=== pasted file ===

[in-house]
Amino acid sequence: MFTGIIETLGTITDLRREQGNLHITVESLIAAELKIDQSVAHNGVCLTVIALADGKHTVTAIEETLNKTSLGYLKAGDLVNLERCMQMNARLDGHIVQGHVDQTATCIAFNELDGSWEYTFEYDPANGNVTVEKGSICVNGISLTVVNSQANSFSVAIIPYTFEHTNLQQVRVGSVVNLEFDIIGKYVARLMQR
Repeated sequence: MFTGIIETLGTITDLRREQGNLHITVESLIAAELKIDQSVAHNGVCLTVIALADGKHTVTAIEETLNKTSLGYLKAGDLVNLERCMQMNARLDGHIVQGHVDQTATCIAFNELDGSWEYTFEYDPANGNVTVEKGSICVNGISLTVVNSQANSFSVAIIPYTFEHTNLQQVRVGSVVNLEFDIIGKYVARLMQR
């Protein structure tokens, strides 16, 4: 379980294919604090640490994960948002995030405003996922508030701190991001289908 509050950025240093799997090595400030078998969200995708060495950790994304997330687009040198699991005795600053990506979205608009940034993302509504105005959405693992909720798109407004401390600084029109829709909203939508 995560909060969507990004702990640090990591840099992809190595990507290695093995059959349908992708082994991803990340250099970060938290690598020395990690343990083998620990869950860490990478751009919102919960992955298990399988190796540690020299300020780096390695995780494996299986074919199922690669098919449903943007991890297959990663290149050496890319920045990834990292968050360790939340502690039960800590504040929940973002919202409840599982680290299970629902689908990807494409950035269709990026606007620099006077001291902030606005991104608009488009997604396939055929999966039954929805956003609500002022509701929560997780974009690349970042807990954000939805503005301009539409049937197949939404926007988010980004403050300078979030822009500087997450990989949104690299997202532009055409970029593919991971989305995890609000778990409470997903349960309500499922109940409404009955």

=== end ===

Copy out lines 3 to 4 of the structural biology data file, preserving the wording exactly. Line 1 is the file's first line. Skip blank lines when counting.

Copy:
Repeated sequence: MFTGIIETLGTITDLRREQGNLHITVESLIAAELKIDQSVAHNGVCLTVIALADGKHTVTAIEETLNKTSLGYLKAGDLVNLERCMQMNARLDGHIVQGHVDQTATCIAFNELDGSWEYTFEYDPANGNVTVEKGSICVNGISLTVVNSQANSFSVAIIPYTFEHTNLQQVRVGSVVNLEFDIIGKYVARLMQR
């Protein structure tokens, strides 16, 4: 379980294919604090640490994960948002995030405003996922508030701190991001289908 509050950025240093799997090595400030078998969200995708060495950790994304997330687009040198699991005795600053990506979205608009940034993302509504105005959405693992909720798109407004401390600084029109829709909203939508 995560909060969507990004702990640090990591840099992809190595990507290695093995059959349908992708082994991803990340250099970060938290690598020395990690343990083998620990869950860490990478751009919102919960992955298990399988190796540690020299300020780096390695995780494996299986074919199922690669098919449903943007991890297959990663290149050496890319920045990834990292968050360790939340502690039960800590504040929940973002919202409840599982680290299970629902689908990807494409950035269709990026606007620099006077001291902030606005991104608009488009997604396939055929999966039954929805956003609500002022509701929560997780974009690349970042807990954000939805503005301009539409049937197949939404926007988010980004403050300078979030822009500087997450990989949104690299997202532009055409970029593919991971989305995890609000778990409470997903349960309500499922109940409404009955």